‘Game of Thrones’: Did Losing His Manhood Help Theon Find His Manhood For Good?

Macall B. Polay/courtesy of HBO
Macall B. Polay/courtesy of HBO
Game of Thrones — Alfie Allen as Theon Greyjoy

Everyone who’s shocked that Theon Greyjoy survived another Game of Thrones season, raise your hand. Now keep it up there if you’re still stymied as to whether a single, final season is enough to reshape and redeem the guy into someone worthy of the Stark or Greyjoy surnames. Or of the others’ time. Or of yours.

Yes, the beleaguered, rheumy-eyed redhead helped usher Sansa Stark out of Ramsay Bolton’s clutches, but that entailed a death-defier jump that I’m not sure either believed they’d survive. And yes, he did eventually return to his birthplace in the Iron Islands to shoulder up with his badass, sexually fluid sister Yara and at least try to act Greyjoy-ful.

But when the going got shockingly tough, the tough—that would be Yara Greyjoy—fought worthy of some cheesy superhero special effects until she was overtaken by her turncoat uncle Euron, badly bloodied and chucked in a dungeon—the last we saw of her. And Theon? Young Theon leapt in the drink, rescued this time by Iron Islanders who firmly believe Yara’s baby brother is better off as shark bait.

Or is he?

After a sound season-finale talking to by Jon, the other Stark who is only half a Stark (and has no bloomin’ idea what his other rightful surname affords him)—the lad who had his man parts gruesomely removed by Ramsay Bolton decided to nut up anyway, take Jon’s advice about earning his names and be the hero Yara needs. (Or does she?)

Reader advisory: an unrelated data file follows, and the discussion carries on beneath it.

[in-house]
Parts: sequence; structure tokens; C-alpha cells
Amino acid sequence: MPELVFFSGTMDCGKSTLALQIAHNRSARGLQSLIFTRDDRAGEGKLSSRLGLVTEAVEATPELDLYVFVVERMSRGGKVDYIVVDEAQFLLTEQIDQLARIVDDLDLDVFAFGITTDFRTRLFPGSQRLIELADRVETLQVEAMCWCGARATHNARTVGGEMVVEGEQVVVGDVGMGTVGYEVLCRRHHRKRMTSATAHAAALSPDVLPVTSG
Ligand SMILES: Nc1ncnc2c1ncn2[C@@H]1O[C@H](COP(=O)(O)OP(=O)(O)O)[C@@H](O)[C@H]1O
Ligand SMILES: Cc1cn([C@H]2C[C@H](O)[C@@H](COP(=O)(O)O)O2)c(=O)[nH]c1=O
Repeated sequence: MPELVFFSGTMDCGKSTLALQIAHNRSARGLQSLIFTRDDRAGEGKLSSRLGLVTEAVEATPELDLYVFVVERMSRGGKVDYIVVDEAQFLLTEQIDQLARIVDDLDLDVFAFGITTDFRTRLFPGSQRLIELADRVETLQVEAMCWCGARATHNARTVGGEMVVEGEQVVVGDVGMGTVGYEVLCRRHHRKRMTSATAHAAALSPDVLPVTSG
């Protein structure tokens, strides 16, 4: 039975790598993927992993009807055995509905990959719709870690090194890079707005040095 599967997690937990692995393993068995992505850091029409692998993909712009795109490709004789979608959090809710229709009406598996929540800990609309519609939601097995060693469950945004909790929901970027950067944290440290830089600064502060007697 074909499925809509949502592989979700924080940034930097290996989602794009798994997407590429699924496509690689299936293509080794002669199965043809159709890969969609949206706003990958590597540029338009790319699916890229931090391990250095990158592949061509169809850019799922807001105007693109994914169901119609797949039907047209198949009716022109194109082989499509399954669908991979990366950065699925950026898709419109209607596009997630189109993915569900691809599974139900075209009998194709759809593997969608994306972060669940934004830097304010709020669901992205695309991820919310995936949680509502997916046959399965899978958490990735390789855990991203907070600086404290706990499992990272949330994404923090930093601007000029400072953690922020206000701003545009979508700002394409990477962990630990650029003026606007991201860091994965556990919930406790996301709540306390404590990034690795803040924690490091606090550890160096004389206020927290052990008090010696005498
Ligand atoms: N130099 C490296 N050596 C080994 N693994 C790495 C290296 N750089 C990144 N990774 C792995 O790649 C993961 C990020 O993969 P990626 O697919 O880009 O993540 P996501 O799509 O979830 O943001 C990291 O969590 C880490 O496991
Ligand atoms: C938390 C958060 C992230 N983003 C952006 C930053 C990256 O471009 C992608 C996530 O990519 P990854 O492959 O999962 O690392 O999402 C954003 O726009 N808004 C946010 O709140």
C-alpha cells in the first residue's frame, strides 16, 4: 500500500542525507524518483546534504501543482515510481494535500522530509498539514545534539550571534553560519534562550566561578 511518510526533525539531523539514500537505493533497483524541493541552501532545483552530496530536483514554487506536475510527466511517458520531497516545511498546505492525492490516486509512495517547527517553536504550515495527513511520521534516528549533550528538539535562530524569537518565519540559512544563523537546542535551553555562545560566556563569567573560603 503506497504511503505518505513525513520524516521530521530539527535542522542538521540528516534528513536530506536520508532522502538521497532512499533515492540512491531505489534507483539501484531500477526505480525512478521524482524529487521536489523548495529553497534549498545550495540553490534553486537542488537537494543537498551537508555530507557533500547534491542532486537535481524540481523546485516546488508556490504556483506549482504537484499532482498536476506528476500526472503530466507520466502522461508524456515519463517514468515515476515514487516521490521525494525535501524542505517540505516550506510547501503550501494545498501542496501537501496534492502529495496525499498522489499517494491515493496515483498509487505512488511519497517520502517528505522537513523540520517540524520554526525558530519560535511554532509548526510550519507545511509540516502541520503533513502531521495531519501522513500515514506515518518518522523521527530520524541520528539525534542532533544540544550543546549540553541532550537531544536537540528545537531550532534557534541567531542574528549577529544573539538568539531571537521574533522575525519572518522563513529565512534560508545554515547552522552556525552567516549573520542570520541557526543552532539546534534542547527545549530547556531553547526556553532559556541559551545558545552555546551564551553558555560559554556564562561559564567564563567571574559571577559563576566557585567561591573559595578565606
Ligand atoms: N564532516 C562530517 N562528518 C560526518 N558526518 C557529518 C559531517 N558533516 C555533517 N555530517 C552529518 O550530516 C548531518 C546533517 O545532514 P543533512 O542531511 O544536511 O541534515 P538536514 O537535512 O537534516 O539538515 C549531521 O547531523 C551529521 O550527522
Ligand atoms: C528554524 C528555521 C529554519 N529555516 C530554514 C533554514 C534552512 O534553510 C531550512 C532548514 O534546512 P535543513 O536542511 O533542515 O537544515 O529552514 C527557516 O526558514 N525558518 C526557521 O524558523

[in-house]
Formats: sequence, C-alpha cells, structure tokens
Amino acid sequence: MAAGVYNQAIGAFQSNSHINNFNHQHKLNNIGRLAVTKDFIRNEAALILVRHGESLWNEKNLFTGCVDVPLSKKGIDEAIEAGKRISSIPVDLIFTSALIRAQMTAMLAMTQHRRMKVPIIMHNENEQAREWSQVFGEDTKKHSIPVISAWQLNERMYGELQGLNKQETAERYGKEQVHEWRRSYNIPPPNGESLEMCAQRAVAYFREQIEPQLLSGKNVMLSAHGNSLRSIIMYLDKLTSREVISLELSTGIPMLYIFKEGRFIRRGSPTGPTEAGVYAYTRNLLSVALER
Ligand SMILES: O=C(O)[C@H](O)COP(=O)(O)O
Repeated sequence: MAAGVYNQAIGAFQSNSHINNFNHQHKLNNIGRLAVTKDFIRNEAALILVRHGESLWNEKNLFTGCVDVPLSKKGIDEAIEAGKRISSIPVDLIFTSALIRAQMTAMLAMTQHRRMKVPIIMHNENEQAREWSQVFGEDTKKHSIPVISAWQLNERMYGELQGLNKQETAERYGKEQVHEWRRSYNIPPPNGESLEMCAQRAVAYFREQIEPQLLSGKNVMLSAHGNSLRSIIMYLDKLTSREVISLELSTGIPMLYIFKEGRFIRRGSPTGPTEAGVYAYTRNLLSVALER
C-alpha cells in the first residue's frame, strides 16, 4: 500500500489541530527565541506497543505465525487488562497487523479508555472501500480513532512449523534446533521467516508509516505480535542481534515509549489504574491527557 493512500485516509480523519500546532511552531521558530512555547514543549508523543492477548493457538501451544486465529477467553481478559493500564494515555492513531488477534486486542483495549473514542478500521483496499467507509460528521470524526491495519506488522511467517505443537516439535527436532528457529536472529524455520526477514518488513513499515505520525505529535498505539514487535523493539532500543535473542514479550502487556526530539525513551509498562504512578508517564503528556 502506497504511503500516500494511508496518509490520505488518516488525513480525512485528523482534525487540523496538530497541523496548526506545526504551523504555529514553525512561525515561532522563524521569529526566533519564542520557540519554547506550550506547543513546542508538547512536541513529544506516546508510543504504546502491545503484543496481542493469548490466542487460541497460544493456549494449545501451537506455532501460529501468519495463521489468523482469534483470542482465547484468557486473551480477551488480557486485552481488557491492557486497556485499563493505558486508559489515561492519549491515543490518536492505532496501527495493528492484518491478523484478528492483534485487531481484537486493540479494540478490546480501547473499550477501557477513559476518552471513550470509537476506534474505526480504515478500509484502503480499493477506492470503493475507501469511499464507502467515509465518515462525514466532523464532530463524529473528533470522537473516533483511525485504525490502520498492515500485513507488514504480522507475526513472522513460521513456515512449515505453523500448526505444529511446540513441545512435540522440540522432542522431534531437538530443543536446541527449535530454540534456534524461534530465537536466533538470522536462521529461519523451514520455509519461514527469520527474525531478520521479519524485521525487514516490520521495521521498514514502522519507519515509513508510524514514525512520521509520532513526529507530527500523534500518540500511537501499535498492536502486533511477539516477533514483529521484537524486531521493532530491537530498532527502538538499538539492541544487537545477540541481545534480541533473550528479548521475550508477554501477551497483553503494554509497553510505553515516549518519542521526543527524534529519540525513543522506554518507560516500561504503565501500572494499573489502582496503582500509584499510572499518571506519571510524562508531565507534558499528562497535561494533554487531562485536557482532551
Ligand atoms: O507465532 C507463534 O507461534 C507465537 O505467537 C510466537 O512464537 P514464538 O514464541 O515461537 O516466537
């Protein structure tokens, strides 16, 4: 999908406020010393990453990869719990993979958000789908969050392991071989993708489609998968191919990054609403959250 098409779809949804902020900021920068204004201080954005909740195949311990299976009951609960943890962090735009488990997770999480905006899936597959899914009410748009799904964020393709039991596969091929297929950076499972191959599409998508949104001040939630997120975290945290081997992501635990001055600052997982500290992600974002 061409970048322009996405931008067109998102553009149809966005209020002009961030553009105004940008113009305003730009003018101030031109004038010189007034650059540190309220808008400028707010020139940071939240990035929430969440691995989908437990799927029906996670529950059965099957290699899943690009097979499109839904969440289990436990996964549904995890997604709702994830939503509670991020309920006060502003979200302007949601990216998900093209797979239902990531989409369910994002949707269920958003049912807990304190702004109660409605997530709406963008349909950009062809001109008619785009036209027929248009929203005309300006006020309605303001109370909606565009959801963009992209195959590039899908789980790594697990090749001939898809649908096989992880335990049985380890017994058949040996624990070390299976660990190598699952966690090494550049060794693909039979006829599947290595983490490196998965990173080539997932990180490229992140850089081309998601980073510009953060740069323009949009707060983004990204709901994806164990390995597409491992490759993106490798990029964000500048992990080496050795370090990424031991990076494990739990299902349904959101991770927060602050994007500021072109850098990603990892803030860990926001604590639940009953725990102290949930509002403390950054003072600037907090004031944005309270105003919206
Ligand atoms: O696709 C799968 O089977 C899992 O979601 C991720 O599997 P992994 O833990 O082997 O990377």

Turns out Ramsay ultimately did the guy a favor in that regard.

When a burly, surly Iron Islander name Harrag decided he’d had enough of little Thee-Thee tagging along—never mind barking orders at him and expecting him to listen—he delivered a knee to Theon’s nether region. Through the magic of television, it seemed to barely sting.

Game of Thrones Theon Fight

Brendan Cowell as Harrag, Alfie Allen as Theon Greyjoy

But it also served to remind Theon that he could take a blow and remain standing. That he could be the victor at the end of the fight. And for the first time since his capture by the Boltons, Theon gets a legion—albeit a small one—of men to accept him as a leader. Or at least his mission to go rescue Yara, anyway. It’s a start.

So now what?

When Season 8 does dawn, I’d like to suggest that someone immediately hand Theon a crossbow—the guy was always lethal with one of those and I’m guessing he could pick it back up and see himself fit as a warrior again, which is so, so key. Robb Stark once valued his input in matters of war, so perhaps Jon and Dany might be willing to do the same if Theon proves himself and returns the legit Greyjoy leader to the collective fold.

Or just for fun, since the better Greyjoys have vowed themselves to Daenerys and her army of unsullied, what say we pair Theon with a noble warrior mentor able to make war but not love in Greyworm? it could work.

Ultimately, the Season 7 finale was all about the power of family, the importance of your name and knowing who and what you stand for (ain’t that right, Arya and Sansa?) as armageddon looms. As Arya, Sansa, Bran and Jon all claim their noble place in the cruelest of worlds, affording the other, other Stark brother the chance to atone—both as a Stark and as a Greyjoy—could avenge Ned Stark best of all. And be the very reason Theon was pulled from the sea.